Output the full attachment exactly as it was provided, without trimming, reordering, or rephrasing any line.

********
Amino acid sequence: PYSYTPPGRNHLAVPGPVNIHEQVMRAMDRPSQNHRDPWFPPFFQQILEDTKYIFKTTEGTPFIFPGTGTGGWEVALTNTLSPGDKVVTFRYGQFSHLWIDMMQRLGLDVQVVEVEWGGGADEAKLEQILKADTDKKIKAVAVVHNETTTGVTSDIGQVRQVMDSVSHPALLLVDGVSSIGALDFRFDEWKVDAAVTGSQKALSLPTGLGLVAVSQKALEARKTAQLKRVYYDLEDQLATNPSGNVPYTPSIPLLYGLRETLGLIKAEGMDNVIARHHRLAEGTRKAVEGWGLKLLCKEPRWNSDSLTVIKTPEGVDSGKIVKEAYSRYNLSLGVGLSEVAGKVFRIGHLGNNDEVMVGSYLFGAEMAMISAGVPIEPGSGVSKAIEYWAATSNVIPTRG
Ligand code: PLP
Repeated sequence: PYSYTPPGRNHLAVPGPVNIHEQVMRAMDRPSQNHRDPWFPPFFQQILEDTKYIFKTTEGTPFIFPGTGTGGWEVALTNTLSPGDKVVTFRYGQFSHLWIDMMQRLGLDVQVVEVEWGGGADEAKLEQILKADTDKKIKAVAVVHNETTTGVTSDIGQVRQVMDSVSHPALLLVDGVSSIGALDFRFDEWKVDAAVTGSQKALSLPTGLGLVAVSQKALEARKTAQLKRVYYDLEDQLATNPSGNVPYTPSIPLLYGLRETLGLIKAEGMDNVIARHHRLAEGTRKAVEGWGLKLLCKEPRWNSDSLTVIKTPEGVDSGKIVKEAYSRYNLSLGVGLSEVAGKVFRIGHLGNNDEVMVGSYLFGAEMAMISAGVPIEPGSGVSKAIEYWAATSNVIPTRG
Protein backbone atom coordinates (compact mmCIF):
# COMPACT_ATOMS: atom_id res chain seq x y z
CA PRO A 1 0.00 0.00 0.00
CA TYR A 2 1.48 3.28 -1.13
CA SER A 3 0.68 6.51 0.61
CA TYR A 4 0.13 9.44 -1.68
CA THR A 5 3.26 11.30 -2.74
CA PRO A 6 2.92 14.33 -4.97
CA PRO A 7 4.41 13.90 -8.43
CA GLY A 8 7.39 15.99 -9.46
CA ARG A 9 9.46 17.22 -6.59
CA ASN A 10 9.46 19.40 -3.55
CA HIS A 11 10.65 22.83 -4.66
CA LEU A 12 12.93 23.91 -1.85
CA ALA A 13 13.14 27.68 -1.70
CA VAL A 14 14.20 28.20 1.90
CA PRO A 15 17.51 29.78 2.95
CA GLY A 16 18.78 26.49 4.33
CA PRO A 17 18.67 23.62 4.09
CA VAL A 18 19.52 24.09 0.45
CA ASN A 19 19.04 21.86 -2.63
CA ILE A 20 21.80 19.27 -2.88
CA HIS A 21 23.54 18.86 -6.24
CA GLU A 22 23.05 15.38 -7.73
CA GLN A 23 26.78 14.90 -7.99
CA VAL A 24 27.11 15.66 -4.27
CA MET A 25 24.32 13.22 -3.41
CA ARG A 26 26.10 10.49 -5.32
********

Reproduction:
Amino acid sequence: PYSYTPPGRNHLAVPGPVNIHEQVMRAMDRPSQNHRDPWFPPFFQQILEDTKYIFKTTEGTPFIFPGTGTGGWEVALTNTLSPGDKVVTFRYGQFSHLWIDMMQRLGLDVQVVEVEWGGGADEAKLEQILKADTDKKIKAVAVVHNETTTGVTSDIGQVRQVMDSVSHPALLLVDGVSSIGALDFRFDEWKVDAAVTGSQKALSLPTGLGLVAVSQKALEARKTAQLKRVYYDLEDQLATNPSGNVPYTPSIPLLYGLRETLGLIKAEGMDNVIARHHRLAEGTRKAVEGWGLKLLCKEPRWNSDSLTVIKTPEGVDSGKIVKEAYSRYNLSLGVGLSEVAGKVFRIGHLGNNDEVMVGSYLFGAEMAMISAGVPIEPGSGVSKAIEYWAATSNVIPTRG
Ligand code: PLP
Repeated sequence: PYSYTPPGRNHLAVPGPVNIHEQVMRAMDRPSQNHRDPWFPPFFQQILEDTKYIFKTTEGTPFIFPGTGTGGWEVALTNTLSPGDKVVTFRYGQFSHLWIDMMQRLGLDVQVVEVEWGGGADEAKLEQILKADTDKKIKAVAVVHNETTTGVTSDIGQVRQVMDSVSHPALLLVDGVSSIGALDFRFDEWKVDAAVTGSQKALSLPTGLGLVAVSQKALEARKTAQLKRVYYDLEDQLATNPSGNVPYTPSIPLLYGLRETLGLIKAEGMDNVIARHHRLAEGTRKAVEGWGLKLLCKEPRWNSDSLTVIKTPEGVDSGKIVKEAYSRYNLSLGVGLSEVAGKVFRIGHLGNNDEVMVGSYLFGAEMAMISAGVPIEPGSGVSKAIEYWAATSNVIPTRG
Protein backbone atom coordinates (compact mmCIF):
# COMPACT_ATOMS: atom_id res chain seq x y z
CA PRO A 1 0.00 0.00 0.00
CA TYR A 2 1.48 3.28 -1.13
CA SER A 3 0.68 6.51 0.61
CA TYR A 4 0.13 9.44 -1.68
CA THR A 5 3.26 11.30 -2.74
CA PRO A 6 2.92 14.33 -4.97
CA PRO A 7 4.41 13.90 -8.43
CA GLY A 8 7.39 15.99 -9.46
CA ARG A 9 9.46 17.22 -6.59
CA ASN A 10 9.46 19.40 -3.55
CA HIS A 11 10.65 22.83 -4.66
CA LEU A 12 12.93 23.91 -1.85
CA ALA A 13 13.14 27.68 -1.70
CA VAL A 14 14.20 28.20 1.90
CA PRO A 15 17.51 29.78 2.95
CA GLY A 16 18.78 26.49 4.33
CA PRO A 17 18.67 23.62 4.09
CA VAL A 18 19.52 24.09 0.45
CA ASN A 19 19.04 21.86 -2.63
CA ILE A 20 21.80 19.27 -2.88
CA HIS A 21 23.54 18.86 -6.24
CA GLU A 22 23.05 15.38 -7.73
CA GLN A 23 26.78 14.90 -7.99
CA VAL A 24 27.11 15.66 -4.27
CA MET A 25 24.32 13.22 -3.41
CA ARG A 26 26.10 10.49 -5.32